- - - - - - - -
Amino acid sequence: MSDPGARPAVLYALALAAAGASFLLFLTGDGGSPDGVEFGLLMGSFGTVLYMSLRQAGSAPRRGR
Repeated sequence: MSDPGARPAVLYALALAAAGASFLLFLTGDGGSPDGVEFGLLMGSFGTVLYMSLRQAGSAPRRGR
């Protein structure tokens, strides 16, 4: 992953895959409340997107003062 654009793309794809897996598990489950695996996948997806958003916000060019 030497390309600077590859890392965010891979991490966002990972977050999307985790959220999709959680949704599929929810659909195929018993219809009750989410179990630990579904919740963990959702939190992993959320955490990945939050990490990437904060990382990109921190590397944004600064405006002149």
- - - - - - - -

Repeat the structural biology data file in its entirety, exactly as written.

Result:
Amino acid sequence: MSDPGARPAVLYALALAAAGASFLLFLTGDGGSPDGVEFGLLMGSFGTVLYMSLRQAGSAPRRGR
Repeated sequence: MSDPGARPAVLYALALAAAGASFLLFLTGDGGSPDGVEFGLLMGSFGTVLYMSLRQAGSAPRRGR
């Protein structure tokens, strides 16, 4: 992953895959409340997107003062 654009793309794809897996598990489950695996996948997806958003916000060019 030497390309600077590859890392965010891979991490966002990972977050999307985790959220999709959680949704599929929810659909195929018993219809009750989410179990630990579904919740963990959702939190992993959320955490990945939050990490990437904060990382990109921190590397944004600064405006002149």